PITTSBURGH — Tristan Jarry’s shaky start appears to be behind him. Mike Matheson’s, too. The Pittsburgh Penguins as a whole appear to be following suit.
Jarry stopped 31 shots, Matheson set up a goal with a spectacular give-and-go to himself and the Penguins led all the way in a 4-1 victory over the New York Islanders on Thursday night.
The win was the first this season in which the Penguins led wire-to-wire and just the third that didn’t require overtime or a shootout. Having Jarry starting to show signs of the form that made him a surprise All-Star a year ago certainly helped. So did having Matheson flash some of the skill that made the Penguins acquire him from Florida last fall.
Matheson gave Teddy Blueger an easy tap-in goal late in the second period that made it 2-0 when he intentionally shot the puck off the end boards from the point, avoided a check, pounced on the long rebound and tried to stuff it past New York’s Semyon Varlamov. The puck trickled to the other side of the net, where Blueger was sitting all by himself.
The Islanders never recovered as their three-game winning streak came to an end.
“I think tonight was a real solid effort for our whole team for the whole 60 minutes,” Matheson said. “I think it’s a sign of things to come.”
Sidney Crosby, Jason Zucker and Bryan Rust also scored for the Penguins, who bounced back from a loss to Washington on Tuesday with perhaps their most complete performance of the season.
“We’re looking to try and gain some traction and more consistent results and more consistent performance night in and night out,” Penguins coach Mike Sullivan said. “Tonight was a pretty solid effort throughout the course of our lineup.”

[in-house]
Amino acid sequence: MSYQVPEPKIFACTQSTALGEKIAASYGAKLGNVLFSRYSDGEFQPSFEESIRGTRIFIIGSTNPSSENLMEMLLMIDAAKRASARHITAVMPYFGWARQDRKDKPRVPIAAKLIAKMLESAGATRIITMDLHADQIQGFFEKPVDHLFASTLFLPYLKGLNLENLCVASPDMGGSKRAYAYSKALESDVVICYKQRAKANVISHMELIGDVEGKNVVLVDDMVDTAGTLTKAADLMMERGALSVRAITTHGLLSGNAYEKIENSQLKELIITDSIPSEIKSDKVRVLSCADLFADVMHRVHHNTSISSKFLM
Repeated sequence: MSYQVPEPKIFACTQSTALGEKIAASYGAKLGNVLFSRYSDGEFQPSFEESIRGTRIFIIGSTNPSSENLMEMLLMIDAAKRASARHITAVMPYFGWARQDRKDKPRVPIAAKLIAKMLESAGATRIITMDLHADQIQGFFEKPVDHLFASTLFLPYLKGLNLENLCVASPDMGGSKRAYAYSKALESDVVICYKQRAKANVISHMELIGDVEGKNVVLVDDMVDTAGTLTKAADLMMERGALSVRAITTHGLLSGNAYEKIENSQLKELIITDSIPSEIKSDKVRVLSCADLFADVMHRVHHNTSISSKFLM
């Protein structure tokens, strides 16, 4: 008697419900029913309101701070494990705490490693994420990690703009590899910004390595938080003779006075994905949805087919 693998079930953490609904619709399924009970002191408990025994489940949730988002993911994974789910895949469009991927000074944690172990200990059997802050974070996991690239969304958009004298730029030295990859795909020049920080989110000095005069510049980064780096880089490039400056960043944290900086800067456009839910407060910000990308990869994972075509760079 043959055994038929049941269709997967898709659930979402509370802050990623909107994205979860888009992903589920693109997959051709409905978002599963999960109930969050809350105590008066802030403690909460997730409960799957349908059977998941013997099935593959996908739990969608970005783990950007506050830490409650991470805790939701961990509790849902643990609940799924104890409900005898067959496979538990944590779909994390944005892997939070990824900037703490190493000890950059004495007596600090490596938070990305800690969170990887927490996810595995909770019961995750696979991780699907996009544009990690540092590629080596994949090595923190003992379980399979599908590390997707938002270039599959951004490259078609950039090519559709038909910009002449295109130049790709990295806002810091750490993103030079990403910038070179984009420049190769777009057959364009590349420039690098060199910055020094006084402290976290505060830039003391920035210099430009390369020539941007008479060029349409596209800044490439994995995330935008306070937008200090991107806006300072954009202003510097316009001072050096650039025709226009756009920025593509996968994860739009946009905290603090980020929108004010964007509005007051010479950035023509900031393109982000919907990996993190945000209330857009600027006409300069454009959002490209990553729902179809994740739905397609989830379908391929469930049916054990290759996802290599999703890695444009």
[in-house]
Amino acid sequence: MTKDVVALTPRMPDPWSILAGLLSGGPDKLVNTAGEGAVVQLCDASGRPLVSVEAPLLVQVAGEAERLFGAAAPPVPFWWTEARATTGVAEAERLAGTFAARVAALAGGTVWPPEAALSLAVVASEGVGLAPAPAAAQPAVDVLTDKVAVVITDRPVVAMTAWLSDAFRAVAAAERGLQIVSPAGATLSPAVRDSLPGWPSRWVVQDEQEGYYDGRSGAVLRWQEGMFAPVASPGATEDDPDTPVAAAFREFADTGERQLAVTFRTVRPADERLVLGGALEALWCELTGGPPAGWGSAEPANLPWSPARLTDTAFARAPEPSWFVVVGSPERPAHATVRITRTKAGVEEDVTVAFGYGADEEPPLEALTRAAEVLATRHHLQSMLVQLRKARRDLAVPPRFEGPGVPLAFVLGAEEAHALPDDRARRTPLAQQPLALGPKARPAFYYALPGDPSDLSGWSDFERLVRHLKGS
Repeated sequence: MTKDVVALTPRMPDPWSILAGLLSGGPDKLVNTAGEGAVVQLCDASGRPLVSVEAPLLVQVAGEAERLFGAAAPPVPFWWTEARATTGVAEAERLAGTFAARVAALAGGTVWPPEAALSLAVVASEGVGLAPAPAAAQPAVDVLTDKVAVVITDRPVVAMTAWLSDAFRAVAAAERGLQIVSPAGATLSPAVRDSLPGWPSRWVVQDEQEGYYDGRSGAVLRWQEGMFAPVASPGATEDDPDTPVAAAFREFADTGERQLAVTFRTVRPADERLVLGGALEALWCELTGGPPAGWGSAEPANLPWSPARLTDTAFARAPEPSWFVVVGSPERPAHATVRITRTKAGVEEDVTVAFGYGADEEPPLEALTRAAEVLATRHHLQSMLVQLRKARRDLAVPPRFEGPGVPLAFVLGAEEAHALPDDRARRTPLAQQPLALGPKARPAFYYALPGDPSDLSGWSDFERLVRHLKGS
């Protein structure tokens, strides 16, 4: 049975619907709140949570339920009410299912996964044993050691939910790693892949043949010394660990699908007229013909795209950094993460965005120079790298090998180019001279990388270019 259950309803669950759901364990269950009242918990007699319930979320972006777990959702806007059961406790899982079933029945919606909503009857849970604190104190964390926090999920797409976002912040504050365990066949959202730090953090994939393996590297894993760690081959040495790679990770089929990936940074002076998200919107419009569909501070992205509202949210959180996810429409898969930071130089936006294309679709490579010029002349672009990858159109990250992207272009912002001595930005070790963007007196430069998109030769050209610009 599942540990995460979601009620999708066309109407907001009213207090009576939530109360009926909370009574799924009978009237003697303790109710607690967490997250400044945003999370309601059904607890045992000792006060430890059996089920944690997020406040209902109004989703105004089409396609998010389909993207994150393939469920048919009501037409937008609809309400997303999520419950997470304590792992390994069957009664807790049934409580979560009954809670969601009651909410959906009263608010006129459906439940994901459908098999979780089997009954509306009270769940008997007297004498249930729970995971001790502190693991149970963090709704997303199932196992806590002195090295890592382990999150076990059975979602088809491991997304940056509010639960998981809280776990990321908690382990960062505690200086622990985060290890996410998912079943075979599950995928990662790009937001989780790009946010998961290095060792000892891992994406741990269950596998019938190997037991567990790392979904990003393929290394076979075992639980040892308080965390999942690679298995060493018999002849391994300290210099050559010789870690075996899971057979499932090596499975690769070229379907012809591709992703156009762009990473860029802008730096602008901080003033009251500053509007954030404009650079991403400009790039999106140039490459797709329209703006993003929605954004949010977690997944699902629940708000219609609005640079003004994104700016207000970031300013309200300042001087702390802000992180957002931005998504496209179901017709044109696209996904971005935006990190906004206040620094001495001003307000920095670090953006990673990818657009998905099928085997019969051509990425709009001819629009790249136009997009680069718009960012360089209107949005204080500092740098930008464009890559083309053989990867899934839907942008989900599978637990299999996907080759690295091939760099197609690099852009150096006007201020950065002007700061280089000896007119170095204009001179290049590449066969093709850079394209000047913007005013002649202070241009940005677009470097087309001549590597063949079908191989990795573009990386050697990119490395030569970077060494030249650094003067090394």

Varlamov finished with 31 saves for the Islanders and Brock Nelson scored late to avoid the shutout, but New York spent much of the second half of the game fruitlessly chasing the Penguins.
“We didn’t have enough push,” Islanders coach Barry Trotz said. “They backed it up pretty good. They did a good job of keeping everybody back. So we can be better. We can be better. Our game wasn’t a 4-1 game, in my opinion.”
Jarry was elevated to the team’s No. 1 goalie in the offseason after two-time Stanley Cup winner Matt Murray was shipped to Ottawa. Jarry, however, did little in the opening weeks to make it look like the right call. He ended up splitting time with Casey DeSmith and spent the down time working with goaltending coach Mike Buckley.
The work appears to be paying off. He was Pittsburgh’s best player while making 39 saves against the Capitals and he backed it up with three impressive periods against New York as the Penguins improved to 6-1 at home.
“I don’t think we gave him a ton of support to start the season,” Zucker said. “I think we left him out to dry a lot ... but it’s great to see him playing well.”
Sullivan — as is his custom following a particularly blah stretch of play — tweaked his lineup, moving Kasperi Kapanen to the top line along with Crosby and Jake Guentzel while sliding Rust to the second line with Evgeni Malkin and Zucker.
It paid immediate dividends. The second line combined for six points and Crosby gave the Penguins the lead 4:15 into the game, though Kapanen did most of the grunt work, stripping the puck from Nelson in the right circle. Kapanen turned and fired at the net as he fell to the ice. Crosby’s deft redirect in the 999th regular-season game of his career gave the Penguins — who have spent much of the opening quarter of the season playing catch up — a lead.
“We’re trying to put an emphasis on having better starts and getting that first goal and it was great to get it tonight,” Zucker said.
Pittsburgh’s Brandon Tanev and New York’s Casey Cizikas drew fighting majors early in the first period. Matheson earned a boarding call in the third against Mathew Barzal, and Malkin and Scott Mayfield were hit with misconduct penalties in the final minutes.
“You play a team a lot and you have little grudges here and there,” New York’s Nick Leddy said. “But we’ve seen them a lot over the years. It’s a fun game to play in. It’s very intense. It’s like a playoff game every time we play them.”